4. Let The Right One In (Tomas Alfredson)
  5. Woman Of The Year (George Stevens)
  6. Moonlight (Barry Jenkins)
  7. Get Out (Jordan Peele)
  8. Pretty Poison (Noel Black)
  9. The Royal Tenenbaums (Wes Anderson)
  10. Jackie (Pablo Larrain)

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1- Hallowe’en is my favorite secular holiday.  OK, I know that it originated in All Souls Day, but just shut up. That is not what it is about anymore and I defy anyone to prove otherwise.  My greatest happiness during this holiday is watching the kind of horror films that satisfy the need for Gothic eroticism.  Thank you Val Lewton for your marvelous little miracles of haunting horror.  So good to see The Isle of the Dead featuring Boris Karloff’s greatest role. It is as multi-faceted and troubling as John Wayne’s Ethan Edwards in The Searchers

2- I used Hallowe’en as an excuse to re-watch Ugetsu Monogatari.  I mean, it is a ghost story, right? It is also breathtakingly beautiful, even in its depictions of cruelty.

3- Whimsy is a difficult thing for a movie.  It requires great skill from the filmmakers to keep it from teetering into being excruciating.  It also requires an agreement from the audience to indulge in an emotion which today is often despised: sentimentality.   When I first watched The Royal Tenenbaums years ago, I was not ready to uphold my end of this bargain.  I think that Wes Anderson and his co-creators did for the most part.  Watching something whimsical when you are not in the proper frame of mind is not fair to the whimsy.   This time around I had already seen and was enchanted by The Grand Hotel Budapest and Moonlight Kingdom.  Also, many people who I respect have told me how much they love this movie.  So, watching it again, I did a better job of being in a whimsical mood.  Ironically, now that I was ready to meet the movie on its own terms, I found that Anderson & Co. did not keep their part of the contract.  I could see where the whimsy was trying too hard, and that killed a lot of the immediate joy I was supposed to feel.  Still, I liked it a lot more that I did before.  The characters, though  undeveloped, were ingratiating, and the plot was silly enough to carry me along.  Maybe thrice is the charm?

4- You don’t need me to tell you how wicked and smart Get Out! is.  It is at once a up-to-date critique on race as well as an homage to all your favorite horror tropes.  So good.

5- Not sure what to think about Moonlight.   It is the bleakest film I’ve seen in years.  My difficulty is that it has the trappings of a ‘triumphing over adversity’ film, but the story goes another way.  The tone of the movie is not what the movie is ultimately about.  I think.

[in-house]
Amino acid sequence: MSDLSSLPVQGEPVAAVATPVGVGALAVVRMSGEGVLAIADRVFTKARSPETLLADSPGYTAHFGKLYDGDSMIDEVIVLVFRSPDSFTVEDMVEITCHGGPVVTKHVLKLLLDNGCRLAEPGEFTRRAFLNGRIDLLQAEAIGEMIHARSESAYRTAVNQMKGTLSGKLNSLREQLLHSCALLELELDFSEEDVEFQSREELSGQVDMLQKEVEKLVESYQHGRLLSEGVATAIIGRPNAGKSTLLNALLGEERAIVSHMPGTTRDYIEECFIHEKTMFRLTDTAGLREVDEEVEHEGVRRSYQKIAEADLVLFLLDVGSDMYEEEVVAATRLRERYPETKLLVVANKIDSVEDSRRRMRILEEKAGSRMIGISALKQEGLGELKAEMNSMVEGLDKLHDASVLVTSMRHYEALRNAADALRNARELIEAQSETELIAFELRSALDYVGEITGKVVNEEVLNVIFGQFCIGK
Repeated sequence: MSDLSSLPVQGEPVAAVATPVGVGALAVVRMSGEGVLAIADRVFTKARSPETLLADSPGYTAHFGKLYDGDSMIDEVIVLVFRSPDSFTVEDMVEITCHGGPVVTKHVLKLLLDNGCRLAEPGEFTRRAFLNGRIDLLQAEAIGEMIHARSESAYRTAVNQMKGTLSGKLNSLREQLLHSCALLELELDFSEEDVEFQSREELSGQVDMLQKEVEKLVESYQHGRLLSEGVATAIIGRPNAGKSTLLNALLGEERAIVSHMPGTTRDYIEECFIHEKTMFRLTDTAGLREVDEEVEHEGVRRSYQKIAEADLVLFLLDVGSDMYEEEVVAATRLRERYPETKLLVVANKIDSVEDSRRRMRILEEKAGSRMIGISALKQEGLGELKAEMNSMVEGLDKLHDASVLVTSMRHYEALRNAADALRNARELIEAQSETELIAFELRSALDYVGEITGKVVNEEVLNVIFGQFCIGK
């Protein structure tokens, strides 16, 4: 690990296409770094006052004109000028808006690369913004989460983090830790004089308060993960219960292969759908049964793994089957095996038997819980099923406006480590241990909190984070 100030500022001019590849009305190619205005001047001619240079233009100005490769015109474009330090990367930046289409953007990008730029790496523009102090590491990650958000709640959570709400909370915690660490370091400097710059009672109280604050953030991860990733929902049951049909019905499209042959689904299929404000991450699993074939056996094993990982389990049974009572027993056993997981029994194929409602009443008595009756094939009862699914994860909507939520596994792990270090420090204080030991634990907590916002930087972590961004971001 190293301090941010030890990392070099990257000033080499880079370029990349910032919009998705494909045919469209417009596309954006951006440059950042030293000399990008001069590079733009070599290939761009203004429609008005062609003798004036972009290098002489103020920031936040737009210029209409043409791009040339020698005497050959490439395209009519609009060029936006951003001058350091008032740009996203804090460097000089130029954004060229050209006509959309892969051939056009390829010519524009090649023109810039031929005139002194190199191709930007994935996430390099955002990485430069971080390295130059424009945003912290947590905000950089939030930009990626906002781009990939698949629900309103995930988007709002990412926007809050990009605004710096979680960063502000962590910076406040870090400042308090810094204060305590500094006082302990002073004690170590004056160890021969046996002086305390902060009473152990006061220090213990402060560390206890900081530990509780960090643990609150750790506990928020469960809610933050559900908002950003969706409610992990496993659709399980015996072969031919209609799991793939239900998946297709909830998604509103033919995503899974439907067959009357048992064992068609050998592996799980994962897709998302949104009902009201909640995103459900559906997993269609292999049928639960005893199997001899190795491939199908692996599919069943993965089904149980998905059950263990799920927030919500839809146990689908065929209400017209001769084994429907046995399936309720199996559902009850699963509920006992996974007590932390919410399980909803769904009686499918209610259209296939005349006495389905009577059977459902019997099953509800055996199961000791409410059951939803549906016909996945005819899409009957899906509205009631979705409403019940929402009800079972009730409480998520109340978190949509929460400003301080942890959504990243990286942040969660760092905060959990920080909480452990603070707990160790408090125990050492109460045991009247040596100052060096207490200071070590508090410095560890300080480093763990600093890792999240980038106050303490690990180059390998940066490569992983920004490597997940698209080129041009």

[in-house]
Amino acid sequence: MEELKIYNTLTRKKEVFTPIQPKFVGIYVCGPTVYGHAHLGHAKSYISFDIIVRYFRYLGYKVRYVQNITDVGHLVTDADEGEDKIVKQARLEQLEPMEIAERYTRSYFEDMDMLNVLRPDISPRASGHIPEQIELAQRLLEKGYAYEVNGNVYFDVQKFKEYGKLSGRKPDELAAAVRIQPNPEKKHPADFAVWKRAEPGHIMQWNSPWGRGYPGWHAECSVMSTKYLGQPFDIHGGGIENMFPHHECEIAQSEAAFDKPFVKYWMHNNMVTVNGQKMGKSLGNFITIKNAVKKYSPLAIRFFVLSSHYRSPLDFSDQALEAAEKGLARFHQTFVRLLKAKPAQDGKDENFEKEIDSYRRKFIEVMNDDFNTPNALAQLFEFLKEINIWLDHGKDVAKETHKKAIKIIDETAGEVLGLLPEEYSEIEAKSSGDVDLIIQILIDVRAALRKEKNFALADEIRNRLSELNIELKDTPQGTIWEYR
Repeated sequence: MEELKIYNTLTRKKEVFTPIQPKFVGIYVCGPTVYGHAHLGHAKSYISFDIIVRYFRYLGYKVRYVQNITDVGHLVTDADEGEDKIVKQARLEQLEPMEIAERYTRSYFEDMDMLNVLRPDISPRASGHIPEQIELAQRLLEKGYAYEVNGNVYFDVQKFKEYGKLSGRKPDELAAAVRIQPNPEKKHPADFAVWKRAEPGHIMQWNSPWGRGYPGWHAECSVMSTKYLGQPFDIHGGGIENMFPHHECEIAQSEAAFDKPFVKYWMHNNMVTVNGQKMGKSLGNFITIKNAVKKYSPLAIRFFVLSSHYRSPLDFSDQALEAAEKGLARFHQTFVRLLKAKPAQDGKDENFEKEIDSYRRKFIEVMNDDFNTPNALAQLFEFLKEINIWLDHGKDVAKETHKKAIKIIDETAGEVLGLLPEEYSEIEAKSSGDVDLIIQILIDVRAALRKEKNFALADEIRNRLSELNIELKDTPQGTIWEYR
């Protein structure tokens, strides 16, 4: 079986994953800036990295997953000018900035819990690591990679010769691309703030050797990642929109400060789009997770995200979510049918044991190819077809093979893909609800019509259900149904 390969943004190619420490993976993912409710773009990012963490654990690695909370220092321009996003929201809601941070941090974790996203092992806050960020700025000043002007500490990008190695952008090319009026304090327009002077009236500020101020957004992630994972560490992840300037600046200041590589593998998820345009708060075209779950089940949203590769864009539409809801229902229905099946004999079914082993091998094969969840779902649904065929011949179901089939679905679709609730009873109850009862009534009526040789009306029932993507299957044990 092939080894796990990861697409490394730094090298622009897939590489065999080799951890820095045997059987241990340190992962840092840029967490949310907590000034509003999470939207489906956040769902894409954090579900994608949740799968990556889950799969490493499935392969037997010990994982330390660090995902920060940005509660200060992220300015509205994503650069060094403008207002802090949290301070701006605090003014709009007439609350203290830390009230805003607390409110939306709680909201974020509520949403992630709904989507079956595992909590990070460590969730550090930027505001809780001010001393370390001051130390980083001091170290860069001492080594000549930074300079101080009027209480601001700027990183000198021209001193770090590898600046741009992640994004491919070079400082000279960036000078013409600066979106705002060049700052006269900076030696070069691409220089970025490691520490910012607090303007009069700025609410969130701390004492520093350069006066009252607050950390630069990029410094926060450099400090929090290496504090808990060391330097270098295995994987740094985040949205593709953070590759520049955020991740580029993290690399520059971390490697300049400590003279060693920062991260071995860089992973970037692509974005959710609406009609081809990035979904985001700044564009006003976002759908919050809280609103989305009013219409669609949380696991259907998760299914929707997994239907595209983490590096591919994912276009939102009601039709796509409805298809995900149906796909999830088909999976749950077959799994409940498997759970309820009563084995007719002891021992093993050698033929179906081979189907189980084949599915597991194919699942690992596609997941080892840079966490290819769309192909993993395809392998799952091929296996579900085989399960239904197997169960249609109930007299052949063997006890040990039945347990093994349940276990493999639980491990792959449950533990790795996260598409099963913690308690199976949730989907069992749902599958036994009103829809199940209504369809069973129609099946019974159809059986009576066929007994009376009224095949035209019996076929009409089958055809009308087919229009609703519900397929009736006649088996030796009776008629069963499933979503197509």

6- There were a lot of funny yet creepy films that came about as a result of the sexual revolution of the 60s.  Some are just smarmy comedies that have no other agenda that being all in your face with sexual frankness.   Then there are films like Pretty Poison.  I always wanted to catch up with it. It was one of those films that was lauded but unseen when it was made. Now it has a patina of a classic, but a really sick classic.  What a tragedy that Tuesday Weld didn’t have a greater career.  She is terrific in this.

7- I kept thinking that Daniel Aronofsky made Jackiesince it made me nervous the way his films make me nervous……………..

 


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Why Oscar?

I loved everything about the Academy Awards. When I was younger I memorized the names of all the winners, and dreamed of someday being able to see such mysterious Best Picture winners as Cavalcade or Cimmaron. Thank you TCM for making that dream come true.

Over time I realized that the Oscars were less an unassailable Pantheon of Cinematic Greatness than an amalgam of quirky, ephemeral taste enshrined in awards.  This really hit home to me in 1983 when Gandhi took Best Picture over ET. I remembered thinking at the time ‘People 30 years from now will shake their heads and say ‘What were they thinking?’ ”  I am pretty sure that hardly anyone considers Gandhi more important or a greater cinematic event than ET.  I also hope that people still remember ET

However the point is that Oscars are pointless.

All the pundits and pontificators who weigh the artistic merits of one film or one performance against another are engaged in a fruitless exercise. 12 Years A Slave is no greater than any of the other 8 films nominated. Or at least I should say that it didn’t win because it was greater.  It won because at this time it was the picture to win, for good or ill.  I have no opinion one way or the other.

The only relevant punditry and pontificating re: Oscar is to try to best handicap the way industry insiders are feeling about things, and frankly who cares about that.

So, it is time to bid Oscar Love farewell.  I will probably still try to see all the nominated films next year, but I won’t really care if I don’t.